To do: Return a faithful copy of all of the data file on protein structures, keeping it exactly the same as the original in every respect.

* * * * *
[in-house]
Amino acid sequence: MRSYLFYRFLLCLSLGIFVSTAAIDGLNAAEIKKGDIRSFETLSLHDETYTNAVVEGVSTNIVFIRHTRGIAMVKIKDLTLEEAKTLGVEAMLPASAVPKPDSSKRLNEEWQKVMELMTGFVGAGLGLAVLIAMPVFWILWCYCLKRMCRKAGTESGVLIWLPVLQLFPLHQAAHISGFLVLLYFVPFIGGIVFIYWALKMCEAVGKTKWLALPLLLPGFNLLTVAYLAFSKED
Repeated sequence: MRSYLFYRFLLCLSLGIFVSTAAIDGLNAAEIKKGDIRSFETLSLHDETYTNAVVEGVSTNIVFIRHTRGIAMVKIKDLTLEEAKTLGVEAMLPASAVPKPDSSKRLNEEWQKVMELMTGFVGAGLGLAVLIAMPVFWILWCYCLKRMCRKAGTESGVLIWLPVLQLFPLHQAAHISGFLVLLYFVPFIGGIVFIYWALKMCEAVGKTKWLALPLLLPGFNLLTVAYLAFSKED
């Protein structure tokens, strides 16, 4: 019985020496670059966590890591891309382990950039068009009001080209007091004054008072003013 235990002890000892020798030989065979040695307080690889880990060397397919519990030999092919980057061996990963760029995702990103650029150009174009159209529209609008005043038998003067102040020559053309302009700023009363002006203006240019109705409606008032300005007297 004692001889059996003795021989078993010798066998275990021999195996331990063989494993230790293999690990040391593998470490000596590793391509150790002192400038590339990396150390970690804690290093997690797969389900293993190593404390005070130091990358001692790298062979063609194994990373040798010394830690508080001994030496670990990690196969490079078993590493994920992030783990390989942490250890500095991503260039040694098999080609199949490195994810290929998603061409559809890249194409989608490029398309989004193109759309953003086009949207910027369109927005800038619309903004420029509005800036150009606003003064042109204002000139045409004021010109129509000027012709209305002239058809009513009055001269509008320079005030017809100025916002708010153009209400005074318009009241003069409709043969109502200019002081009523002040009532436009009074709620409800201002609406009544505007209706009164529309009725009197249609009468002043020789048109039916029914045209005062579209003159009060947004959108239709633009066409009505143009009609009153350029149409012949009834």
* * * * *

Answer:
[in-house]
Amino acid sequence: MRSYLFYRFLLCLSLGIFVSTAAIDGLNAAEIKKGDIRSFETLSLHDETYTNAVVEGVSTNIVFIRHTRGIAMVKIKDLTLEEAKTLGVEAMLPASAVPKPDSSKRLNEEWQKVMELMTGFVGAGLGLAVLIAMPVFWILWCYCLKRMCRKAGTESGVLIWLPVLQLFPLHQAAHISGFLVLLYFVPFIGGIVFIYWALKMCEAVGKTKWLALPLLLPGFNLLTVAYLAFSKED
Repeated sequence: MRSYLFYRFLLCLSLGIFVSTAAIDGLNAAEIKKGDIRSFETLSLHDETYTNAVVEGVSTNIVFIRHTRGIAMVKIKDLTLEEAKTLGVEAMLPASAVPKPDSSKRLNEEWQKVMELMTGFVGAGLGLAVLIAMPVFWILWCYCLKRMCRKAGTESGVLIWLPVLQLFPLHQAAHISGFLVLLYFVPFIGGIVFIYWALKMCEAVGKTKWLALPLLLPGFNLLTVAYLAFSKED
């Protein structure tokens, strides 16, 4: 019985020496670059966590890591891309382990950039068009009001080209007091004054008072003013 235990002890000892020798030989065979040695307080690889880990060397397919519990030999092919980057061996990963760029995702990103650029150009174009159209529209609008005043038998003067102040020559053309302009700023009363002006203006240019109705409606008032300005007297 004692001889059996003795021989078993010798066998275990021999195996331990063989494993230790293999690990040391593998470490000596590793391509150790002192400038590339990396150390970690804690290093997690797969389900293993190593404390005070130091990358001692790298062979063609194994990373040798010394830690508080001994030496670990990690196969490079078993590493994920992030783990390989942490250890500095991503260039040694098999080609199949490195994810290929998603061409559809890249194409989608490029398309989004193109759309953003086009949207910027369109927005800038619309903004420029509005800036150009606003003064042109204002000139045409004021010109129509000027012709209305002239058809009513009055001269509008320079005030017809100025916002708010153009209400005074318009009241003069409709043969109502200019002081009523002040009532436009009074709620409800201002609406009544505007209706009164529309009725009197249609009468002043020789048109039916029914045209005062579209003159009060947004959108239709633009066409009505143009009609009153350029149409012949009834």